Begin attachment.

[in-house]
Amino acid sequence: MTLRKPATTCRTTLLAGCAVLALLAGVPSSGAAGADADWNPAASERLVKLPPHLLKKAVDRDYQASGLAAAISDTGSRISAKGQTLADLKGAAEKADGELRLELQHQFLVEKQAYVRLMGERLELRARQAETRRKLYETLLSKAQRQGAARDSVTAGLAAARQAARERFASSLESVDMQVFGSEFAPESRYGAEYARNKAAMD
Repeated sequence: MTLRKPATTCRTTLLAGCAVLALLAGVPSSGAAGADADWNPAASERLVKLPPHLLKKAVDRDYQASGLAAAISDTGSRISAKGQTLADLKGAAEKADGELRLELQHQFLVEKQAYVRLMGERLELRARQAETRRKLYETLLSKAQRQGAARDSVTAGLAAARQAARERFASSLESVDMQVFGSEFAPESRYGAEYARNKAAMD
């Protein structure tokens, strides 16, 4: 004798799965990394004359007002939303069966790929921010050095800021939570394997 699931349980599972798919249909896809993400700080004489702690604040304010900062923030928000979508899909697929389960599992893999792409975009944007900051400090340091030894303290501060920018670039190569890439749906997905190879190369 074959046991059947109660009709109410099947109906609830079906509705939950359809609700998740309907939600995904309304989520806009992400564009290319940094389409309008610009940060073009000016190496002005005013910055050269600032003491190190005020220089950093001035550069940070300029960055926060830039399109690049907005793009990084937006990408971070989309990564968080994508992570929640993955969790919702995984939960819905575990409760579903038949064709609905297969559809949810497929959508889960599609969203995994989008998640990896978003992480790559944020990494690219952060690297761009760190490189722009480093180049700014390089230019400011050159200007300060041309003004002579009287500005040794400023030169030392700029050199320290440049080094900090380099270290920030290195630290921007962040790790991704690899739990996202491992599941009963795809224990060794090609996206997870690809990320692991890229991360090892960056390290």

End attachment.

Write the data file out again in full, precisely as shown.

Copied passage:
[in-house]
Amino acid sequence: MTLRKPATTCRTTLLAGCAVLALLAGVPSSGAAGADADWNPAASERLVKLPPHLLKKAVDRDYQASGLAAAISDTGSRISAKGQTLADLKGAAEKADGELRLELQHQFLVEKQAYVRLMGERLELRARQAETRRKLYETLLSKAQRQGAARDSVTAGLAAARQAARERFASSLESVDMQVFGSEFAPESRYGAEYARNKAAMD
Repeated sequence: MTLRKPATTCRTTLLAGCAVLALLAGVPSSGAAGADADWNPAASERLVKLPPHLLKKAVDRDYQASGLAAAISDTGSRISAKGQTLADLKGAAEKADGELRLELQHQFLVEKQAYVRLMGERLELRARQAETRRKLYETLLSKAQRQGAARDSVTAGLAAARQAARERFASSLESVDMQVFGSEFAPESRYGAEYARNKAAMD
């Protein structure tokens, strides 16, 4: 004798799965990394004359007002939303069966790929921010050095800021939570394997 699931349980599972798919249909896809993400700080004489702690604040304010900062923030928000979508899909697929389960599992893999792409975009944007900051400090340091030894303290501060920018670039190569890439749906997905190879190369 074959046991059947109660009709109410099947109906609830079906509705939950359809609700998740309907939600995904309304989520806009992400564009290319940094389409309008610009940060073009000016190496002005005013910055050269600032003491190190005020220089950093001035550069940070300029960055926060830039399109690049907005793009990084937006990408971070989309990564968080994508992570929640993955969790919702995984939960819905575990409760579903038949064709609905297969559809949810497929959508889960599609969203995994989008998640990896978003992480790559944020990494690219952060690297761009760190490189722009480093180049700014390089230019400011050159200007300060041309003004002579009287500005040794400023030169030392700029050199320290440049080094900090380099270290920030290195630290921007962040790790991704690899739990996202491992599941009963795809224990060794090609996206997870690809990320692991890229991360090892960056390290």